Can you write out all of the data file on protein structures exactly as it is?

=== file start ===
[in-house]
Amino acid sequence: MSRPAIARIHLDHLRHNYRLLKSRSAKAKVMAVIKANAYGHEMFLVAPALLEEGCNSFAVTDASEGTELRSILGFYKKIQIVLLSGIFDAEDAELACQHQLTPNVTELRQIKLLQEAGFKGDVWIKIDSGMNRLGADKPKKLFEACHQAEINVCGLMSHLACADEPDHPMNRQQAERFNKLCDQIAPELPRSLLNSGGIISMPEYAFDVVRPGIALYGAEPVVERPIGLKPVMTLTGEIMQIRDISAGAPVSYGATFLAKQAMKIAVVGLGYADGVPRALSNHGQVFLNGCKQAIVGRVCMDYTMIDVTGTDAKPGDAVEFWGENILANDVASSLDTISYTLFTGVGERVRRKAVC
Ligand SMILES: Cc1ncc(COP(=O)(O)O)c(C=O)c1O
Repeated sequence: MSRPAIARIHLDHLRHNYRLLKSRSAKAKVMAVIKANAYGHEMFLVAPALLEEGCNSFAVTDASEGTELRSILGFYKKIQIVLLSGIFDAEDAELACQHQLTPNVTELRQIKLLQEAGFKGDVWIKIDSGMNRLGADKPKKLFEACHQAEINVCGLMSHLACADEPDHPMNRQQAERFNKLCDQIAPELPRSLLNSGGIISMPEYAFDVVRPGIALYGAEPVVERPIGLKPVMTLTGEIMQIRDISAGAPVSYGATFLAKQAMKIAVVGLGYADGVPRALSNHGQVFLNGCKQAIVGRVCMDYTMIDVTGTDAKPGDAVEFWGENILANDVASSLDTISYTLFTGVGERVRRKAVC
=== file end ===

[in-house]
Amino acid sequence: MSRPAIARIHLDHLRHNYRLLKSRSAKAKVMAVIKANAYGHEMFLVAPALLEEGCNSFAVTDASEGTELRSILGFYKKIQIVLLSGIFDAEDAELACQHQLTPNVTELRQIKLLQEAGFKGDVWIKIDSGMNRLGADKPKKLFEACHQAEINVCGLMSHLACADEPDHPMNRQQAERFNKLCDQIAPELPRSLLNSGGIISMPEYAFDVVRPGIALYGAEPVVERPIGLKPVMTLTGEIMQIRDISAGAPVSYGATFLAKQAMKIAVVGLGYADGVPRALSNHGQVFLNGCKQAIVGRVCMDYTMIDVTGTDAKPGDAVEFWGENILANDVASSLDTISYTLFTGVGERVRRKAVC
Ligand SMILES: Cc1ncc(COP(=O)(O)O)c(C=O)c1O
Repeated sequence: MSRPAIARIHLDHLRHNYRLLKSRSAKAKVMAVIKANAYGHEMFLVAPALLEEGCNSFAVTDASEGTELRSILGFYKKIQIVLLSGIFDAEDAELACQHQLTPNVTELRQIKLLQEAGFKGDVWIKIDSGMNRLGADKPKKLFEACHQAEINVCGLMSHLACADEPDHPMNRQQAERFNKLCDQIAPELPRSLLNSGGIISMPEYAFDVVRPGIALYGAEPVVERPIGLKPVMTLTGEIMQIRDISAGAPVSYGATFLAKQAMKIAVVGLGYADGVPRALSNHGQVFLNGCKQAIVGRVCMDYTMIDVTGTDAKPGDAVEFWGENILANDVASSLDTISYTLFTGVGERVRRKAVC